Some fraudsters steal unaccrued receivable checks and convert them to cash. In this article, I explain the mechanics of the theft and how you can prevent it.
Susan is an hospital executive that has the authority to approve purchases of medical devices. She commonly receives rebate checks from vendors. Since she negotiates the purchase contracts, the vendors mail the rebate checks to her. Some of these checks are north of $50,000.
A while back she received a rebate check and placed it in her top left-hand drawer, thinking she would take it to accounting the next day. But she forgot.
A month later she opened her drawer, and there it was. Oops! She hurriedly took the check to the receipting department and said, “Gosh, I must be losing my mind.” They all laughed, knowing it was an innocent mistake. But in the course of these events, she realized that no one knew she had the check. Why would they? Susan approves the purchases, and she provides the rebate information to no one. So, the rebates are not accrued in the general ledger.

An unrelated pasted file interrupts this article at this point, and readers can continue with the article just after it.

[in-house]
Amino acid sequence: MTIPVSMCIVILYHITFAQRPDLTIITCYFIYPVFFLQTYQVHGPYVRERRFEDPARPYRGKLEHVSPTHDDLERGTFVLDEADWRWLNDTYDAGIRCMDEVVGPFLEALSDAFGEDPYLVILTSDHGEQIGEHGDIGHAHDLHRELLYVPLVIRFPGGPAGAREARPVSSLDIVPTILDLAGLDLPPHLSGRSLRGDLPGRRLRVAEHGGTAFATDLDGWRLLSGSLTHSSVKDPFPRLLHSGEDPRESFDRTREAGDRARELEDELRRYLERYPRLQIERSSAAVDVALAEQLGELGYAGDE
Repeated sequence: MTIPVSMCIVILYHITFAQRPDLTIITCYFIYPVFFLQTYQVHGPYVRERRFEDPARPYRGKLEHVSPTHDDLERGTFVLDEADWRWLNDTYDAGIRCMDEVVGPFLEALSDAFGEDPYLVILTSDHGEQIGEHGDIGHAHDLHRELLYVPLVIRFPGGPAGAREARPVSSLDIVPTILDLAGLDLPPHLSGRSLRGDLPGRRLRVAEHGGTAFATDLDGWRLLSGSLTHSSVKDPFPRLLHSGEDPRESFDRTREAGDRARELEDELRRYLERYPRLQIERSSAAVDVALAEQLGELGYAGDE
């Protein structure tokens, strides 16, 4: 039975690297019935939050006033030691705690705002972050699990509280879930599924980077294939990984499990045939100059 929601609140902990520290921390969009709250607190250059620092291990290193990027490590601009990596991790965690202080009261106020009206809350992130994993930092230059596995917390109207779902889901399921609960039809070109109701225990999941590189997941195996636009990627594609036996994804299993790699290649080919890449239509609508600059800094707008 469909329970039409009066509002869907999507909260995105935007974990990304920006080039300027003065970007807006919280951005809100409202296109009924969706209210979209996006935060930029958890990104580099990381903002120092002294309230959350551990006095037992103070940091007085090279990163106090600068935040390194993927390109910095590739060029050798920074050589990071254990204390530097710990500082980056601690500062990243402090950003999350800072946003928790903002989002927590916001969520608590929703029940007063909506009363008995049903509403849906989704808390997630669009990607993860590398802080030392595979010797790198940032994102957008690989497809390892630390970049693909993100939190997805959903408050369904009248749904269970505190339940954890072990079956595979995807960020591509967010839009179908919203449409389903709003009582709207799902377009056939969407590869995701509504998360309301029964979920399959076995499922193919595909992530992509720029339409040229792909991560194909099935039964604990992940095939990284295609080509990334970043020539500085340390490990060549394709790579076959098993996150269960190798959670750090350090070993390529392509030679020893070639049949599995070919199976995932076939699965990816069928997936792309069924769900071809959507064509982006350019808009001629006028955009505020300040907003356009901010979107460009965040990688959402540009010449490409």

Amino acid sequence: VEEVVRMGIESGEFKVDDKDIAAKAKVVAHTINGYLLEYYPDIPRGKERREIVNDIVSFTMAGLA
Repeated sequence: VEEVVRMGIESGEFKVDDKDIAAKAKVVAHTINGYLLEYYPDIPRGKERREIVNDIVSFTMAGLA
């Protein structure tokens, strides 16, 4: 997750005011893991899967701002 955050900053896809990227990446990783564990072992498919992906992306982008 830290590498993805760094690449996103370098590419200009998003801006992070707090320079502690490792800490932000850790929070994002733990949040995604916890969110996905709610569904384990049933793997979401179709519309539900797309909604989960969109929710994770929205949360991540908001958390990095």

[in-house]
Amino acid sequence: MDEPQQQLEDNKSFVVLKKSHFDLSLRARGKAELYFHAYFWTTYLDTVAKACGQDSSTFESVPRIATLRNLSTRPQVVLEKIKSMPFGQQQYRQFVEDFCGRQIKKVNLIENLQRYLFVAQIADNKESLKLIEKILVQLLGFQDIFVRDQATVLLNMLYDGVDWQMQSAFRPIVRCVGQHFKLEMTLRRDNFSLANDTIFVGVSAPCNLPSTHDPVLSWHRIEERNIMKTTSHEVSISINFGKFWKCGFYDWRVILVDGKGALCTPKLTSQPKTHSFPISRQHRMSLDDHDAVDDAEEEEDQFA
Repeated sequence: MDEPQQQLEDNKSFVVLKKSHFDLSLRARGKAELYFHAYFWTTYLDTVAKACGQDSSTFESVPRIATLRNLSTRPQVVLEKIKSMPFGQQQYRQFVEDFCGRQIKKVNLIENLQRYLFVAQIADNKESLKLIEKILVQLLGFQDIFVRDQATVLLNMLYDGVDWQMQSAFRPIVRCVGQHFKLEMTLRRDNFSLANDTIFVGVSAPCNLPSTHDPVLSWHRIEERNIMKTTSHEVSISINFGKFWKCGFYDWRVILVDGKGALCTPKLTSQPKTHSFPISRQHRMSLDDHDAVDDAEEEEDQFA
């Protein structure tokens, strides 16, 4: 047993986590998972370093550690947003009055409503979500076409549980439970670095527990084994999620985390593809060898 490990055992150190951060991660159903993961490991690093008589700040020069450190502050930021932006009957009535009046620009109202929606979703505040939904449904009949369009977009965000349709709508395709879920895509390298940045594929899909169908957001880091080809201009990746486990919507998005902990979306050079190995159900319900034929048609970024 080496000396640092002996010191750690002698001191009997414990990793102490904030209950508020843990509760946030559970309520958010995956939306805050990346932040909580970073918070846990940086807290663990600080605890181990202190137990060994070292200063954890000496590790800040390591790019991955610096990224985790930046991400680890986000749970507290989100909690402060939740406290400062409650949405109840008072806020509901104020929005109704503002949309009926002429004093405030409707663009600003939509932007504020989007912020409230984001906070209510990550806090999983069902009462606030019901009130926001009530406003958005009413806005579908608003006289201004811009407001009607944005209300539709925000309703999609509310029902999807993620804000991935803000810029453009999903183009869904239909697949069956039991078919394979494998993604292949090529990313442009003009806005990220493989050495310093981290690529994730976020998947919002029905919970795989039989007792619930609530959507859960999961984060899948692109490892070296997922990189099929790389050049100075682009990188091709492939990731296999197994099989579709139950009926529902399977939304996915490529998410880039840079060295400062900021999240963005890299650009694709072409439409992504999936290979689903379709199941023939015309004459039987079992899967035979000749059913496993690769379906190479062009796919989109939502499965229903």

Not long thereafter, Susan decides to retain two of the rebate checks totaling over $100,000. She places them in the same left-hand drawer, but this time, she does so on purpose. And then she waits—several weeks. No one calls about the checks. It’s obvious that no one knows she has them.
Susan converts the checks to cash by depositing them into a new bank account that she has opened in the name of the hospital. She is the sole authorized signer for the new bank account.
Now, let’s see what the control weaknesses are and how we can remedy this problem.
The weakness is that no one is tracking or accruing the rebate checks.
How can we cure this weakness?
Determine what companies provide rebates checks (and any other checks commonly received and not accrued). Send confirmations to the paying parties and compare the confirmed amounts with activity in the general ledger.
A master list of rebate companies should be maintained by someone in accounting, and the related activity should be monitored by comparing receipting information to this list. When possible, accrue rebate receivables.
Charles Hall is a practicing CPA and Certified Fraud Examiner. For the last thirty-five years, he has primarily audited governments, nonprofits, and small businesses. He is the author of The Little Book of Local Government Fraud Prevention, The Why and How of Auditing, Audit Risk Assessment Made Easy, and Preparation of Financial Statements & Compilation Engagements. He frequently speaks at continuing education events. Charles consults with other CPA firms, assisting them with auditing and accounting issues.